But suddenly a switch was flicked and the songs came pouring out of him. That creative surge resulted in an album of rediscovery and adventure by O’Brien under the moniker EOB that deftly veers from moments of delicate folk to euphoric house, its songs seamlessly pinned together by unswerving melodic hooks and candid lyricism. A spirit of collaboration runs through it, from the production team of Flood, Catherine Marks, Alan Moulder and Adam ‘Cecil’ Bartlett to the extraordinary musicians O’Brien assembled to help bring these tracks to life; Omar Hakim, Colin Greenwood, David Okumu, Laura Marling, Adrian Utley, Nathan East and Glenn Kotche.
But every group of collaborators needs a leader, and this album is all O’Brien’s vision. “I wanted to make a record from the heart,” he says. “I wanted to make something direct. I wanted to talk about love, your family in the immediate and the wider sense, where we are on the planet, the bigger picture, life and death. I wanted to make a big hearted, warm and colorful album… something hopeful and full of love.”
It all started in Brazil. Ed and his family moved out to the Brazilian countryside at the end of 2012. After setting up a home studio and dabbling with the idea of making an electronic record, a listen to Primal Scream’s landmark Screamadelica was O’Brien’s eureka moment. “I thought, this is it… I want my music to have that joy, that light, the depth and breadth of that album… elements of dance, soul, ambient… Uplifting in parts.” He immediately picked up an acoustic guitar and started writing, the new direction further influenced by a trip to Rio Carnival. “Carnival was another eureka moment… an extraordinary explosion of rhythm, melody, dance, light and joy… I felt there was a thread right through Screamadelica, rave and carnival.”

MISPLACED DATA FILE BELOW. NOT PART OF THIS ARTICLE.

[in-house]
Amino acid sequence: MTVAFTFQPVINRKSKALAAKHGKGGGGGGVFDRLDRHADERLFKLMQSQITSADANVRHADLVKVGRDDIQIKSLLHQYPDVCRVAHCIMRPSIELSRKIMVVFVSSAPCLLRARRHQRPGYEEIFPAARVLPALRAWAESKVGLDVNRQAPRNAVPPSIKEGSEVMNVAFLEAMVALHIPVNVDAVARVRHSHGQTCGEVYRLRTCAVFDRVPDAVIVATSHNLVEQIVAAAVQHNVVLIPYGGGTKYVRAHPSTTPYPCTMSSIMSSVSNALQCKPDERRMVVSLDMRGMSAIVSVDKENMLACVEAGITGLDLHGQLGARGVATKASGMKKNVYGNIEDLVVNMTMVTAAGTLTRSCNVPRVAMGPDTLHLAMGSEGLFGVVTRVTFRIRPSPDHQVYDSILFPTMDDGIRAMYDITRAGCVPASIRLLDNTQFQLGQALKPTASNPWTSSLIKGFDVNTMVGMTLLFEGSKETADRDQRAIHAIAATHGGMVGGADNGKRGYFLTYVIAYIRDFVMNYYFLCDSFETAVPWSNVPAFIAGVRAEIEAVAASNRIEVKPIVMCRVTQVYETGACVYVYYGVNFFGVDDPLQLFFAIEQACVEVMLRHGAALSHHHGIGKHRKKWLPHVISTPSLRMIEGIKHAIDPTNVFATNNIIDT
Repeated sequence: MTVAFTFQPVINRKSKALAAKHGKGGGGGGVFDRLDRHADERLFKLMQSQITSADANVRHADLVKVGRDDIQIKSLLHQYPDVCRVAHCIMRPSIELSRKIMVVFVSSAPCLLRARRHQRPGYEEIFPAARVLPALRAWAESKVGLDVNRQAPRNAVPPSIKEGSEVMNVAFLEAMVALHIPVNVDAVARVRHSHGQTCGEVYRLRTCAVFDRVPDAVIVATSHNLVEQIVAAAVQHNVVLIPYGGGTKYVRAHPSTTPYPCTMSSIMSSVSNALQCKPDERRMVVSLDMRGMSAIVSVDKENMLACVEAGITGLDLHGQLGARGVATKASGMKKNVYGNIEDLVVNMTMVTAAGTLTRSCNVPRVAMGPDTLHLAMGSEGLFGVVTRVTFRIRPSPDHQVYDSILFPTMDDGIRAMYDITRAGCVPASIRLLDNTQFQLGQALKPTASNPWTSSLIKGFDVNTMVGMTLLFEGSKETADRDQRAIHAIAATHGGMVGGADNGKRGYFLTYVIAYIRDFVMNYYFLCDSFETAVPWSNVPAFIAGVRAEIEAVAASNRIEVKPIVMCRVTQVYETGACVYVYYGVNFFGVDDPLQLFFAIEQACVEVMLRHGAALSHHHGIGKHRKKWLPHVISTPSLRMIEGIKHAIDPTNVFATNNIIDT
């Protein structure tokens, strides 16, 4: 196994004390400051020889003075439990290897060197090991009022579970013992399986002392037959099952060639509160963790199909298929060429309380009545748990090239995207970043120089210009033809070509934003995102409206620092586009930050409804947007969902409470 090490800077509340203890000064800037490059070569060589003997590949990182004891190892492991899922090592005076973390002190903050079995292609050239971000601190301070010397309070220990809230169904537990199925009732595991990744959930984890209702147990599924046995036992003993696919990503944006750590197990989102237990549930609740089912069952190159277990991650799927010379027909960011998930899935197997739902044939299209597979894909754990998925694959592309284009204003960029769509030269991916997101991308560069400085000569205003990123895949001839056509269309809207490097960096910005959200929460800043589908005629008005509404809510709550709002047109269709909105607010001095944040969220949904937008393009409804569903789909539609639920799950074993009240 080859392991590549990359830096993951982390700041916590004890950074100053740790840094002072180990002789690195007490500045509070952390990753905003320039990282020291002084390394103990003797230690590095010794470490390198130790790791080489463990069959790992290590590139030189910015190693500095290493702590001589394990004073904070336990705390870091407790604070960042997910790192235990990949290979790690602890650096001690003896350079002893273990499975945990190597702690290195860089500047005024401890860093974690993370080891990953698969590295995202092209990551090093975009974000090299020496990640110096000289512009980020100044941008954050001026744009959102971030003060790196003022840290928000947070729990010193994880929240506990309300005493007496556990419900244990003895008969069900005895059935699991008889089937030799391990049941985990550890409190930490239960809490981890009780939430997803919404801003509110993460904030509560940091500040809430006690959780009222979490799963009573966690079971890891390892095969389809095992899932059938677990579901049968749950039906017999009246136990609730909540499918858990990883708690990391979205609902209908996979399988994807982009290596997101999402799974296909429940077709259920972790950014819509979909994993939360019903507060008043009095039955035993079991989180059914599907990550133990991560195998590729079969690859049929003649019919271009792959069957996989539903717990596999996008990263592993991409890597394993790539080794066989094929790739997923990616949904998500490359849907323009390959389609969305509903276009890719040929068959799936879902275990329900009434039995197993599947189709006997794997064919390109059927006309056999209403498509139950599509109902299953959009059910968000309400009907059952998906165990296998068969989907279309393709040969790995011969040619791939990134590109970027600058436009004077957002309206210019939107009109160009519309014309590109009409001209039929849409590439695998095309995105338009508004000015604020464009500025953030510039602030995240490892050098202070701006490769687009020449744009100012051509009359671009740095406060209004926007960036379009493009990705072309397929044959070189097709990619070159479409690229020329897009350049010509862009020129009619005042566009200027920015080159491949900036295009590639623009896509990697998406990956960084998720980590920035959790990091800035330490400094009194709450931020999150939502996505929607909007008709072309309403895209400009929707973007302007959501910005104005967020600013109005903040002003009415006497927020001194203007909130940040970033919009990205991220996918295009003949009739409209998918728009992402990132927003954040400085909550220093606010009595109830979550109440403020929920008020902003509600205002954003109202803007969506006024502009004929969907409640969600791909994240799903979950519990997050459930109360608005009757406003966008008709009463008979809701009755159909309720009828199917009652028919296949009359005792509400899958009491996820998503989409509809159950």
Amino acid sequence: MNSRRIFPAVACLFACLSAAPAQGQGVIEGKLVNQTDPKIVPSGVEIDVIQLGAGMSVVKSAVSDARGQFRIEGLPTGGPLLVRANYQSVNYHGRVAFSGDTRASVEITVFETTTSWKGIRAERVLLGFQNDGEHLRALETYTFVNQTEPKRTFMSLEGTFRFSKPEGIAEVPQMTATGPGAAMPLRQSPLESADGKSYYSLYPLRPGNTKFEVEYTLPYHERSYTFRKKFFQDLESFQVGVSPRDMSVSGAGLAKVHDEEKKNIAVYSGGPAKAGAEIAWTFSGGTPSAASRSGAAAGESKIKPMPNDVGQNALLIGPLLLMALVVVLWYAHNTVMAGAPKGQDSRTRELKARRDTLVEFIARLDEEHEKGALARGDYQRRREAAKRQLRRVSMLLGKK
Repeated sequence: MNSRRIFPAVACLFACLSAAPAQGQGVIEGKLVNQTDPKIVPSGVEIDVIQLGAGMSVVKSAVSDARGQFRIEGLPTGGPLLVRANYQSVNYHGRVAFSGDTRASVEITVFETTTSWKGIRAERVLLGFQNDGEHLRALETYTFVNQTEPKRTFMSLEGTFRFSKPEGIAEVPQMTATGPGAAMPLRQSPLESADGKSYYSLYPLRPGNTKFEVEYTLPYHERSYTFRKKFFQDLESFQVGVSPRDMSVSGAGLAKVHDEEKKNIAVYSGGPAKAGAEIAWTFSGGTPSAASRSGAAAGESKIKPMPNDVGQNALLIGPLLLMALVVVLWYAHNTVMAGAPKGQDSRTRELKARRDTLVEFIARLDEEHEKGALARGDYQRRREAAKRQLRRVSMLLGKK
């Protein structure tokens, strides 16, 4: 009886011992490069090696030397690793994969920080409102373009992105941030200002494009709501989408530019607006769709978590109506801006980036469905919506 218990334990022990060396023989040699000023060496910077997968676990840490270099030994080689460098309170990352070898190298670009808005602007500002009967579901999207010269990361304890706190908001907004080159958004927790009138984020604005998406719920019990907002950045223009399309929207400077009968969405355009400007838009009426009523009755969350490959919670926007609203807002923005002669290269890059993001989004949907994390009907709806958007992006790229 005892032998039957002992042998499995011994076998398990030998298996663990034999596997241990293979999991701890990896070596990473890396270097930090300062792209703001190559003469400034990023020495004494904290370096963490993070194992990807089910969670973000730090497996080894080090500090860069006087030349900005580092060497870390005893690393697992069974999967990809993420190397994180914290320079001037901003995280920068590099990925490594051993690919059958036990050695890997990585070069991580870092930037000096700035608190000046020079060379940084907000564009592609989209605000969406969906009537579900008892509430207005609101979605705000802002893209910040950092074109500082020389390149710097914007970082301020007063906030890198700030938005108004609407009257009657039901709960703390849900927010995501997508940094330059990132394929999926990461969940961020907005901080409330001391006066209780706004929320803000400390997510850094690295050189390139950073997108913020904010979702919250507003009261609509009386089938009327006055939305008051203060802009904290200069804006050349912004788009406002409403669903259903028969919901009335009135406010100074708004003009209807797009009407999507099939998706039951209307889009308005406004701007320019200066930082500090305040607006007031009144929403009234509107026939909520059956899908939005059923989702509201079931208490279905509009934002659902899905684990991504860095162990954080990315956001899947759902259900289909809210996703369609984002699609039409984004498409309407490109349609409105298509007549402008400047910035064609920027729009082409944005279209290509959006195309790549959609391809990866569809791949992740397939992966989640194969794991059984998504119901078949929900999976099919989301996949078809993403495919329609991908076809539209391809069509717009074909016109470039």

The O’Briens returned home in summer 2013 and Ed hunkered down in a remote cottage in the shadow of the Cambrian Mountains in Wales to begin writing songs. As the material for the album was taking shape, Flood offered his services as producer having heard some of the demos. “I had my man, my producer… He’s probably my favorite producer. The breadth of the stuff he’s done, from Depeche Mode, PJ Harvey, U2, Foals… he’s a sonic maestro.”
They rented a big house in Wales and over three weeks, in the Autumn of 2017, O’Brien and his house band – East, Hakim and Okumu – got down the bones of the record. A year of tinkering and re-working followed at Assault & Battery Studios in Willesden, London. “The house band was so good for some tracks – but other stuff needed a different approach. Any record that I’ve been involved with, that’s been of any merit, is always a journey.”
And then, following five years of writing and recording scheduled during any possible break from the making and touring of Radiohead’s A Moon Shaped Pool, EOB’s debut was finally completed. “I see this as part of a bigger story…. A trilogy perhaps…I’ve really just started.” It has been a long, necessary process, and O’Brien has emerged a different person. “You have to keep moving and finding the things that inspire you and that resonate… there’s a music that I’m chasing… this feels like the right start.” EOB marks a new beginning for Ed O’Brien. From here, he can go anywhere.